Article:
By Kimberly Palmiero
Protesters gesture to U.S. Capitol Police in the hallway outside of the Senate chamber at the Capitol in Washington, Wednesday, Jan. 6, 2021, near the Ohio Clock. // AP Photo/Manuel Balce Ceneta
If the Jan. 6 Capitol coup attempt taught us anything, it’s that reality in America is not a “shared experience.”
Many of us saw the attack on the Capitol for what it was: an assault on our democracy by a horde of misinformed Americans fueled by false claims of election fraud, QAnon conspiracies, and a myriad of Trumpian grievances too asinine to repeat.
Not so much.
Coup fablist-in-chief Tucker Carlson is outraged that Sen. Ted Cruz, a relaible Trumpian bootlicker, called the Jan. 6 coup attempt a “terrorist attack.”
From The Daily Beast:
“He (Cruz) described Jan. 6 as a violent terrorist attack. Of all the things Jan. 6 was, it was definitely not a violent terrorist attack. It wasn’t an insurrection,” Carlson exclaimed. “Was it a riot? Sure. It was not a violent terrorist attack. Sorry! So why are you telling us it was, Ted Cruz?”
Lemme get this straight. Hundreds of people break into the Capitol — the cathedral of American democracy — in an attempt to disrupt the ratification of a presidential election while destroying property, smear human feces on the walls, beat police and chant “Hang Mike Pence!” is not an act of insurrection or a coup attempt.
People shelter in the House gallery as protesters try to break into the House Chamber at the U.S. Capitol on Wednesday, Jan. 6, 2021, in Washington, D.C. // AP Photo/Andrew Harnik
This brand of mental jujitsu practiced by Carlson has been all-too-common since last year for so-called “conservative” media personalities like him and Fox propaganda brethren Sean Hannity, whose text to Trump Chief of Staff Mark Meadows indicate he was privately worried about the beast he and Trump’s other minions unleashed that day.
Regardless of what new damning information comes out of the Jan. 6 Committee findings implicating Hannity and others in the events of last year, some folks, many who live among us in Postindustrial America, just don’t share our reality.
Whether it’s willful manipulation of the facts by the likes of Carlson, Hannity, and the rest, or true belief based on said manipulation, is irrelevant at this point.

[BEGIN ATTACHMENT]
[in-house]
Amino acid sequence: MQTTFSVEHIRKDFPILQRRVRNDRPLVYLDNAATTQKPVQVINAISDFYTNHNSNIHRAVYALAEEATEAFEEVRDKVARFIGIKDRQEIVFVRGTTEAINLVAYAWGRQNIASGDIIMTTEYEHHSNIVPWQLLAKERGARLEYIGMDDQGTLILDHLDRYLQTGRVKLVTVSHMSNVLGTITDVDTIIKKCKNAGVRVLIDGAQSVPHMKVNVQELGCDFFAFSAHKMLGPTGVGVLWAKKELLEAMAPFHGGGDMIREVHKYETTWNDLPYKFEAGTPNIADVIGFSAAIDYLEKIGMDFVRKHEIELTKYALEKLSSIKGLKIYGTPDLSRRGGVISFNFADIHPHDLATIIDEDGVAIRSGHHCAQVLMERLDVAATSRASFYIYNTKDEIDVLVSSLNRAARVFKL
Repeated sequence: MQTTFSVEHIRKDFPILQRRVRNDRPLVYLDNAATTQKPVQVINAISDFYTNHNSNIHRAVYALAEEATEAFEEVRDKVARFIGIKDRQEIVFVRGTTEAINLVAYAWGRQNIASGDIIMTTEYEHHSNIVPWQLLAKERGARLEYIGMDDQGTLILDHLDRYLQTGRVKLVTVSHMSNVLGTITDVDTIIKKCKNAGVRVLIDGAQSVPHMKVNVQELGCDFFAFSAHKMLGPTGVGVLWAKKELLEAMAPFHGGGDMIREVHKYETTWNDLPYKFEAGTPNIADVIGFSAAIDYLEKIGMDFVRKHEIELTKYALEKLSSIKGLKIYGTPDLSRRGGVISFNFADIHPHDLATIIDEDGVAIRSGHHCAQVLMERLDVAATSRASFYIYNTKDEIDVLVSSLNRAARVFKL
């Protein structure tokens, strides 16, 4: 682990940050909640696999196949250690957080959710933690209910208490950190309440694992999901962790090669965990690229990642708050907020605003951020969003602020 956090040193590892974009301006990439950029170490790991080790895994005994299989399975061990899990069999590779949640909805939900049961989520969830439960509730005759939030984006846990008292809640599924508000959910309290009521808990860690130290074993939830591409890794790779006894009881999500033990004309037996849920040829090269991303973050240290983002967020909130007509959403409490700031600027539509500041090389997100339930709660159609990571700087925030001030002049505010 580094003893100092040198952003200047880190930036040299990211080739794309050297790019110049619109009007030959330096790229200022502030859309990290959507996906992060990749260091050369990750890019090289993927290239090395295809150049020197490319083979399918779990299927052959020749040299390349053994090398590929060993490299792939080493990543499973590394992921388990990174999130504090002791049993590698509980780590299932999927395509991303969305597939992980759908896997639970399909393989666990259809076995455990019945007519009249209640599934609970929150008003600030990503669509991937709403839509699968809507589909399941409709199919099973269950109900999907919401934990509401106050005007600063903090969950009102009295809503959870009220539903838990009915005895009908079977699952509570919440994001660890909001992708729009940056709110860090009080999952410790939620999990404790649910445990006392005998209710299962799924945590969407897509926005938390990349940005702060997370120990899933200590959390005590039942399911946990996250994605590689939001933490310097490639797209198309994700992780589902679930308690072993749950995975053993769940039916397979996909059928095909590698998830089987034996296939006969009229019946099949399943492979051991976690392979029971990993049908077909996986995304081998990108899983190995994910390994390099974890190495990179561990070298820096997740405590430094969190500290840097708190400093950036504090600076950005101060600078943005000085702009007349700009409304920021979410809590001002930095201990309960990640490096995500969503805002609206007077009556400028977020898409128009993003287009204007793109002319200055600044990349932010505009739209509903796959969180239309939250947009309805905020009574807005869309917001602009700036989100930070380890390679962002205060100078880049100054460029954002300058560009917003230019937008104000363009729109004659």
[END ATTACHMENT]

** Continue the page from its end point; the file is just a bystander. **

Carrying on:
Because the problem we face as a nation is not the growing political divide between Dems and the GOP, rather it’s our inability to agree on what we see with our own eyes.
For some, those that were beating police with flagpoles and spraying mace into their eyes weren’t a violent mob spurred on by Trump’s neverending grievance rhetoric. No siree. They were operatives of the Deep State sent to the Capitol by the FBI to undermine Trump’s righteous victory over the forces of evil that had rigged the election in order to oust their Dear Leader.
On this, the one-year anniversary of the Capitol coup attempt, I’m left asking myself:
“What do we do with these folks who are so consumed by grievance and lies?”
Hoping to find some clarity, and perhaps a clue as to how we move forward from here, I went back to what I wrote for Postindustrial the day after the American Experiment was nearly brought to its knees by the deluded masses and found this:
“ … what to do with those Americans who were duped by his dangerous lies into thinking they were acting as patriots? And the millions more who have digested and regurgitated his anti-Democratic pablum?”
After a year of pondering the problems made so apparent by the attack on the Capitol that day, it appears I’m no closer to finding a cure to our National Sickness.
So much for being a year wiser.
Instead, I’m even more confused than I was that fateful day.
Meanwhile, America is somehow even more fractured along reality lines due to the increasing chorus of Trumpian acolytes like the recently Twitter-banned Georgia Rep. Marjorie Taylor Green and co-conspirators Lauren Boebert, Matt Gaetz, Paul Gosar, and others.
Hopefully there are people far smarter than I working on a solution.
America’s future depends on it.
Postindustrial founder Carmen Gentile has worked for some of the world’s leading publications and news outlets including The New York Times, USA Today, CBS News and others. His book, “Blindsided by the Taliban,” documents his life as a war reporter and the aftermath of his brush with death after being shot with a rocket-propelled grenade in Afghanistan. Reach him at email@example.com.
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